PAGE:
While Valve has dragged their feet on their games they haven't done so with the Steam platform. In fact, just this past year they've introduced Big Picture, Steam for Linux, Family Sharing (in beta) and a slew of updates. They definitely aren't standing still and making empty announcements.

Comment Re:Better late than never (Score 4, Interesting) 108

I hope Steam Machines take enough of a foothold to attract the major studios for developing native Linux games. Right now what is missing is a critical mass. You say you have 88 titles working on Linux - most of them are indie - which is great, but I want 90%+ of my current library to be natively supported. It's going to be an issue if I buy a steam machine and can only get a handful of the titles I play the most working. While streaming may be nice, I will be purposely buying a steam machine so my kids aren't taking over my gaming rig anymore - or just the opposite, so I can play while they are on my gaming rig. So streaming, while a nice option, isn't always going to be of use because you can stream and play from the same machine.

With that said - I have great hope this will work. Valve will take it's time - and a $700 steam machine in 2014 will cost half that in 2016. So if Valve is willing to stick it out for the long haul - this can really cut into Microsoft and Sony (and Nintendo to a lesser degree)... I'm also eagerly awaiting their controller.

Now - as far as Valve on the LF - that's just icing on the cake. Any wins for Valve at this point will be wins for Linux in general. And if anyone has used Microsoft's lastest abominations of OS's, that's a win for the PC. Funny thing is, a console may be the best thing for finally seeing Linux on the Desktop.

Comment Re:Not this time, Sony (Score 1, Informative) 294

This again for me. I will never buy Sony Products again. They aren't the only company out there that makes mistakes, but the track record speaks volumes of why I won't do anything Sony.

Just some of the things at the top of the list:

Rootkits part of game installations
PSN Got hacked and didn't immediately disclose the accounts that got hacked, and tried to cover up the extent of it.
and yes - removing functionality from the PS3 (OtherOS) against customer wishes

Granted - Microsoft isn't exactly high on my list either - I do own an Xbox 360, but probably won't own an XBone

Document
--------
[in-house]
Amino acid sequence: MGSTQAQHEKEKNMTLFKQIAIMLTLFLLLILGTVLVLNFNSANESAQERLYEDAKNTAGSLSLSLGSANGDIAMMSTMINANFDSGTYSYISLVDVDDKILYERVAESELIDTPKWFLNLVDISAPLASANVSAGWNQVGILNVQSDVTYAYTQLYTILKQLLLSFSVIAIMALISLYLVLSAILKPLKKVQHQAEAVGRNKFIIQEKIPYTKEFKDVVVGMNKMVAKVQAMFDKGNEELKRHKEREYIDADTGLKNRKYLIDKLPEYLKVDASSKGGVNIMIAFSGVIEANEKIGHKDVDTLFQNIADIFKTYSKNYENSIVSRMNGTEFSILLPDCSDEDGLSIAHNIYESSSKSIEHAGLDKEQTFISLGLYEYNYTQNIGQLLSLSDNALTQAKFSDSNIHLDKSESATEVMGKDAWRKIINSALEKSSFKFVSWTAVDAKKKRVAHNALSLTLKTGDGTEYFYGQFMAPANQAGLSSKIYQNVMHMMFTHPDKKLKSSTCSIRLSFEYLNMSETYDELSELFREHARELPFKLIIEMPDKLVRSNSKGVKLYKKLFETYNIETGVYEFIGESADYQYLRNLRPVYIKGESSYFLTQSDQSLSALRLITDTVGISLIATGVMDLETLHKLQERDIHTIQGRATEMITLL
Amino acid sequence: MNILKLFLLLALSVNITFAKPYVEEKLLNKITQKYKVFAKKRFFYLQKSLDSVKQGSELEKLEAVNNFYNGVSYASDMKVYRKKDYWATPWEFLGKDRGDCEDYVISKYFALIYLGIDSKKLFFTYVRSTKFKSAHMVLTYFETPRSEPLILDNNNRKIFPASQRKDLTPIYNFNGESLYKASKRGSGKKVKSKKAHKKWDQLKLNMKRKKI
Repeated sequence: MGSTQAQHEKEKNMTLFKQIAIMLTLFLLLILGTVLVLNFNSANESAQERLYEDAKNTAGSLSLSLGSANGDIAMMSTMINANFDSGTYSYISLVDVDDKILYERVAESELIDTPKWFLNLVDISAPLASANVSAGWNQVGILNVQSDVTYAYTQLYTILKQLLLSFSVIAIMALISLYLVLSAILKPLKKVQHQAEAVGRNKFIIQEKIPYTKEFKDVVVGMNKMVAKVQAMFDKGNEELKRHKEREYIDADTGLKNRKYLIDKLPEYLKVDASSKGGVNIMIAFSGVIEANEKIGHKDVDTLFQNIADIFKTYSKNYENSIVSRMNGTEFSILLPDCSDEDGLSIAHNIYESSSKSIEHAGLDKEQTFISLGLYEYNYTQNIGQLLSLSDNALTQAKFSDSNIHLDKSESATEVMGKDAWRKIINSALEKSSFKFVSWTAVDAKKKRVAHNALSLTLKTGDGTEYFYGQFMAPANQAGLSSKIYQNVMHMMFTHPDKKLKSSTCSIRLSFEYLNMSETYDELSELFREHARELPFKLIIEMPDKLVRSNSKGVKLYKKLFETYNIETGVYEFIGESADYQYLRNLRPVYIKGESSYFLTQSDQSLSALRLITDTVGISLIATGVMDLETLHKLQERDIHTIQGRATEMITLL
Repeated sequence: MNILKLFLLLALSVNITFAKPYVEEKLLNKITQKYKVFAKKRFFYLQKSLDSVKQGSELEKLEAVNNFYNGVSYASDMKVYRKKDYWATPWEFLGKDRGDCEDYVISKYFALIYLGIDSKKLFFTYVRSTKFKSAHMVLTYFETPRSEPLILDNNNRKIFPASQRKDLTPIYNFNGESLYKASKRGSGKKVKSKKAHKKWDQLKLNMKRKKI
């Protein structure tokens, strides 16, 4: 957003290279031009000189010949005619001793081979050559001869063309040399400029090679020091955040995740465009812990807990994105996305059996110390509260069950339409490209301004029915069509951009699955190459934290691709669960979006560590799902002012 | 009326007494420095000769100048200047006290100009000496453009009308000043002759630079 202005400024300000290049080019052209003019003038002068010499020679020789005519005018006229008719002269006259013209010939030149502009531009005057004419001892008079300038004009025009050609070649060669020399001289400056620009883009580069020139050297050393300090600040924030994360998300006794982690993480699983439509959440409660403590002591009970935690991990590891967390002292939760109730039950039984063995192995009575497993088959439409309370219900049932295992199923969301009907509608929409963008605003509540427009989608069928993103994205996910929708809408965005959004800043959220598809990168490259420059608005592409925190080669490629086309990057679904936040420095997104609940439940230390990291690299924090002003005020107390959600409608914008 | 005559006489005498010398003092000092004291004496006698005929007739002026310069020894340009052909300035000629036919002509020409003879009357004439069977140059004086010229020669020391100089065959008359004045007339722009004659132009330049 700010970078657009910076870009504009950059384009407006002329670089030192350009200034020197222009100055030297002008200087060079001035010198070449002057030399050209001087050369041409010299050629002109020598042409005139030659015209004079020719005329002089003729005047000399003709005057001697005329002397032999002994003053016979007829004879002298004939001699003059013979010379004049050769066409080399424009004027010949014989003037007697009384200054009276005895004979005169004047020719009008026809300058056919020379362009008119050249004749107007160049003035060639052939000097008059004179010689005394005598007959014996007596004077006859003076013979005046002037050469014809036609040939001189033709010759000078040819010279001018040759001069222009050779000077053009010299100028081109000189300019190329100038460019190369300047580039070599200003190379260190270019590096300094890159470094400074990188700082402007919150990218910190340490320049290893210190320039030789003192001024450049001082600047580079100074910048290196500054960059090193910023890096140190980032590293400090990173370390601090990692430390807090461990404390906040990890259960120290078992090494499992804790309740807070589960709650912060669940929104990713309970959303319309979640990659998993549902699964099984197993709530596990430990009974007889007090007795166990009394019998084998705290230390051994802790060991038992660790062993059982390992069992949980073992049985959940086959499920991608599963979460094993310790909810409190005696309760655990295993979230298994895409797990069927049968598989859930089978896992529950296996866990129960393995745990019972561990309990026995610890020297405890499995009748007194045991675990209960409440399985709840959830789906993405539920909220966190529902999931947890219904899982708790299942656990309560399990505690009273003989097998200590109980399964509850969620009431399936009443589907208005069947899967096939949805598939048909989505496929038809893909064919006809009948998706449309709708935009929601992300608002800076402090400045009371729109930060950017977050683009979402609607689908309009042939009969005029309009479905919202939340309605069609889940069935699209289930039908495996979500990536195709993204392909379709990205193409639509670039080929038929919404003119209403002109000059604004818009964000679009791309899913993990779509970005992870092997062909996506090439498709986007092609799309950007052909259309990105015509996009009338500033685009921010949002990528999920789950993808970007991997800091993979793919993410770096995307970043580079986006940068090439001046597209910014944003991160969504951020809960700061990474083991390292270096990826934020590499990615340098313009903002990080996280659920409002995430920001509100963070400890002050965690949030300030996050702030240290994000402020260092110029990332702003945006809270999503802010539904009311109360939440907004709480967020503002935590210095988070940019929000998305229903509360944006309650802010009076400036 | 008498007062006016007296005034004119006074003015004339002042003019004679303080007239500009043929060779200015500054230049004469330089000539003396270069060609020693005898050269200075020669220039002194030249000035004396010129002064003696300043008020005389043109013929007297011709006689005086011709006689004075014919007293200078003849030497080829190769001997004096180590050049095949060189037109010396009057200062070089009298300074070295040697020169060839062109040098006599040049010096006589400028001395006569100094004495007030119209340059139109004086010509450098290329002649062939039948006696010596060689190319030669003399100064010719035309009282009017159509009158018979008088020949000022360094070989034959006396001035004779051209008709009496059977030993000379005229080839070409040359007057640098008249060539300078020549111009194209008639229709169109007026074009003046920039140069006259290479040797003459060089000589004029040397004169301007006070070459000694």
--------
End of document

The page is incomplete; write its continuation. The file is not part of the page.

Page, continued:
I'm saving my money for a Steam Machine - whether Valve succeeds or flops with it, I'd rather support them - and the streaming feature alone is a huge win for anyone with a large Steam collection anyway.

Comment Re:For me - yes (Score 1) 348

I'm neither Unemployed or a Kid - I have a family of 4 on 1 paycheck... So staying on budget is almost an art.

We are very much into computer entertainment and my kids and myself are into gaming. I don't probably need a bunch of different titles - but I happen to like variety. I've been gaming for over 30 years - and while I don't play nearly as much as I used to - my style of play isn't to play one game to unlock every nook and cranny of it. I like playing a game - spending 40 or so hours with it at most, and moving on to the next title. My 4 year old seems to like variety too - racing, lego games, and a few of the indy titles. If I buy an xbox one - it will sit in the living room hardly used for months - because even with $20 off it will take a long time to actually afford enough variety to be useful across my family. I went through this with the Wii U - it was a decent enough system... but it just didn't get used - and didn't have enough variety for our tastes at the time we had it.

If I buy a Steam Machine - I already have a library of 100's of games, and can keep expanding at the deals I'm used to (which is usually even better than the $10 - 15 deals on amazon)

Comment Re:For me - yes (Score 1) 348

I think initially - any steam machine will play any title - but the Video Quality will be scaled to the price. I can't imagine releasing hardware that doesn't play anything in the steam library. Even a cheap PC these days with integrated GPU to the CPU plays most titles at lower graphics settings.